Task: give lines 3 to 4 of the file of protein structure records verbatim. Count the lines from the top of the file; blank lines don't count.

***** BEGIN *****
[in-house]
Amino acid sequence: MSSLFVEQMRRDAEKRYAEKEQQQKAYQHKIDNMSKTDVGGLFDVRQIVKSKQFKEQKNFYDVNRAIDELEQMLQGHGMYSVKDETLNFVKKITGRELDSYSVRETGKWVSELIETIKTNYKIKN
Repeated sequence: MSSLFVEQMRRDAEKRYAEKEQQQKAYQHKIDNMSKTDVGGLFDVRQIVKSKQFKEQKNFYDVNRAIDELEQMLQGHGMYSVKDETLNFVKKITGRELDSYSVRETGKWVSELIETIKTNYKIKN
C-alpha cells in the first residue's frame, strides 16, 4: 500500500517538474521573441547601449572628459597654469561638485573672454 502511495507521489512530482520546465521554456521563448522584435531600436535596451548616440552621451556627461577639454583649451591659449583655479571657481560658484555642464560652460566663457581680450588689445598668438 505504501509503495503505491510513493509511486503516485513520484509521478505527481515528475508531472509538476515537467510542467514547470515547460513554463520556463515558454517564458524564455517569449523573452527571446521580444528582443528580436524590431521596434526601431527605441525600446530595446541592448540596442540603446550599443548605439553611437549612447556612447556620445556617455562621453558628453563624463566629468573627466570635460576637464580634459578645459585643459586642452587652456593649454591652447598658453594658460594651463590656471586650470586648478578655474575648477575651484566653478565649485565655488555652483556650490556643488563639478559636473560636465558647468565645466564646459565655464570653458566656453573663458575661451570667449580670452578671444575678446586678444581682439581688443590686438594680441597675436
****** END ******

Repeated sequence: MSSLFVEQMRRDAEKRYAEKEQQQKAYQHKIDNMSKTDVGGLFDVRQIVKSKQFKEQKNFYDVNRAIDELEQMLQGHGMYSVKDETLNFVKKITGRELDSYSVRETGKWVSELIETIKTNYKIKN
C-alpha cells in the first residue's frame, strides 16, 4: 500500500517538474521573441547601449572628459597654469561638485573672454 502511495507521489512530482520546465521554456521563448522584435531600436535596451548616440552621451556627461577639454583649451591659449583655479571657481560658484555642464560652460566663457581680450588689445598668438 505504501509503495503505491510513493509511486503516485513520484509521478505527481515528475508531472509538476515537467510542467514547470515547460513554463520556463515558454517564458524564455517569449523573452527571446521580444528582443528580436524590431521596434526601431527605441525600446530595446541592448540596442540603446550599443548605439553611437549612447556612447556620445556617455562621453558628453563624463566629468573627466570635460576637464580634459578645459585643459586642452587652456593649454591652447598658453594658460594651463590656471586650470586648478578655474575648477575651484566653478565649485565655488555652483556650490556643488563639478559636473560636465558647468565645466564646459565655464570653458566656453573663458575661451570667449580670452578671444575678446586678444581682439581688443590686438594680441597675436